Swahili: see Kiswahili.
Tahitian: Campsicnemus hihiroa Evenhuis, 2009 (fly) From hihi, "eyelash, whisker" + roa, "long".
Taino: Zea mays L. (maize) "Mays" (variously spelled) is the Taino word for the plant.
Tamil: Anathana Lyon, 1913 (tree shrew). From the Tamil name moongil anathaan, "tree squirrel".
Tehuelchan: Alnashetri Makovicky, Apesteguía & Gianechini, 2012 (theropod dinosaur) Derived from the Günün-a-kunna dialect of Tehuelchan, meaning "slender thighs".
Tlingit: Caurinus tlagu Sikes & Stockbridge, 2013 (scorpionfly) Tlagu means "ancient, of the past"; the name is given to honor the place where the insect occurs (Prince of Wales Island), its people, and the apparent great age of the genus. [ZooKeys 316: 35]
Tok Pisin: Juncus nupela Veldk. (rush) nupela = "new thing". [Blumea 23: 415]
Toraja: Waiomys Rowe et al. 2014 (water rat) From the Toraja word wai, "water" (+ Greek mys, "mouse")
Tugen: Orrorin Senut et al. 2001 (hominid) Meaning "original man".
Tupi: Tapejara Kellner, 1989 (pterosaur) = "old being".
Turkish: Caracal caracal (African/Asian cat) from "karakulak", "black ear".
Twi: Sankofa pyrenaica López-Martínez & Vicens 2012 (Cretceous dinosaur egg) "Sankofa" is a Twi (Ashanti) word meaning "learn from the past." The egg was discovered in the Spanish Pyrenees.
Ute: Yurgovuchia Senter et al., 2012 (theropod dinosaur) from the Ute yurgovuch, meaning "coyote", a predator of similar size from the same area.
Vietnamese: Lanonia (A.J. Hend., N.K. Ban & N.Q. Dung) A.J. Hend. & C.D. Bacon (palm) Vietnamese la non is the local name for the hat palm, L. centralis, used to make conical hats.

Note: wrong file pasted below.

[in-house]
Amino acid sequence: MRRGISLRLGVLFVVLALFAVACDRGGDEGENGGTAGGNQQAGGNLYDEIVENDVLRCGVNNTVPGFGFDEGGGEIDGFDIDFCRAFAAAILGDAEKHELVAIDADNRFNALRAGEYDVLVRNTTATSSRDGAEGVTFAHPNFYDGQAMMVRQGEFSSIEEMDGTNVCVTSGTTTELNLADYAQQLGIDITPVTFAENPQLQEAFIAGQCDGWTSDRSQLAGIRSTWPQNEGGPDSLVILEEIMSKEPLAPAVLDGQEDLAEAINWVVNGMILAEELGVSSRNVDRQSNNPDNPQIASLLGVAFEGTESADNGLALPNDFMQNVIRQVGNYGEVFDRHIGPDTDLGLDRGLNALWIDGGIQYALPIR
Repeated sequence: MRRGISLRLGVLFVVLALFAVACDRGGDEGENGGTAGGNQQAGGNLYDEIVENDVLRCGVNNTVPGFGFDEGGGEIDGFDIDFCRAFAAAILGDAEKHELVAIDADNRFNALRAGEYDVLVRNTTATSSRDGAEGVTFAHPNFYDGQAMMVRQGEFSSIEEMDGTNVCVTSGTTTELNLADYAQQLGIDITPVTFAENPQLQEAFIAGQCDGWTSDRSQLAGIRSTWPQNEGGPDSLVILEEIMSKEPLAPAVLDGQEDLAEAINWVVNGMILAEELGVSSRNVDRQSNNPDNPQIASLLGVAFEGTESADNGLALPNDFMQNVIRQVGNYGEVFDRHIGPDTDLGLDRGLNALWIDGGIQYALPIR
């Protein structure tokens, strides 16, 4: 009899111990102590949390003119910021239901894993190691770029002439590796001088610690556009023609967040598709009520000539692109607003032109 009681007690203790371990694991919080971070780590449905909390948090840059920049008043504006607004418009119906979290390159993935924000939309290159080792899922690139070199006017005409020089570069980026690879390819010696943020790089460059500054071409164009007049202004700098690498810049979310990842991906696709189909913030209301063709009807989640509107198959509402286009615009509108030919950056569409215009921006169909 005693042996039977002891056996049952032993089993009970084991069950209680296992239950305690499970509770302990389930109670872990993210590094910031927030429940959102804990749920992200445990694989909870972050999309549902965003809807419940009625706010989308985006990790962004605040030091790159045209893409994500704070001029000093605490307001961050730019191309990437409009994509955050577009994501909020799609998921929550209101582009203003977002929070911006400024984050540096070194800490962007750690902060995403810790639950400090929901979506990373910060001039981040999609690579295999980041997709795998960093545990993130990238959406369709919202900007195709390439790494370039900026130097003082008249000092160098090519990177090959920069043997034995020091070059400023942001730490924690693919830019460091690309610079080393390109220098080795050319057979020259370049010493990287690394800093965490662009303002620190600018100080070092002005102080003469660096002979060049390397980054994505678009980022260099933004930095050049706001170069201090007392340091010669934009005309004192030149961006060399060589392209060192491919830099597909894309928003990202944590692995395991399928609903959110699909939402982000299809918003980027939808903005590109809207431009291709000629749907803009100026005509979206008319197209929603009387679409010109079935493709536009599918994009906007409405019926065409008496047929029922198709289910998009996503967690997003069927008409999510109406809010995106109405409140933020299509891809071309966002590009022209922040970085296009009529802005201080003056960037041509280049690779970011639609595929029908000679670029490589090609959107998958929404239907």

Welsh: Talpohenach Kay and Cartmill, 1977 (fossil primate) from talp o hen ach, "Piece (lump, fragment) from an ancient lineage"; also an anagram of Palaechthon
Wyandot: Ondatra Link, 1795 (muskrat) from its Wyandot name.
Xhosa: Gondwanascorpio emzantsiensis Gess, 2013 (Devonian scorpion) The root emzantsi- derives from the genitive of umZantsi, isiXhosa for "south", sometimes used to refer to South Africa. [Afr. Invert. 54: 377]
Zande: Niumbaha Reeder et al. 2013 (bat) The name means "rare" in the language of the Azande people of South Sudan and DRC. Only five specimens have been recorded.
Zulu: Bonisa nakaza Gosliner, 1981 (gassflame nudibranch) Nakaza means "to adorn with beautiful colors."
Zuni: Jeyawati 2010 (hadrosaur dinosaur) The name, pronounced HAY-a-WHAT-ee, is derived from Zuni words meaning "grinding mouth".

Other root languages are represented in names that were given probably after the root name was westernized.

Amharic: Equus zebra (zebra) zebra = "zebra", adopted partly through Portuguese and Dutch.
Basque: Lainodon orueetxebarriai (upper Cretaceous mammal) Orueetxebarria is a common Basque family name meaning, in part, "new house".
Hottentot: Equus quagga Gmelin 1788 (extinct South African wild ass) quagga from "quahah", imitative of the animal's cry.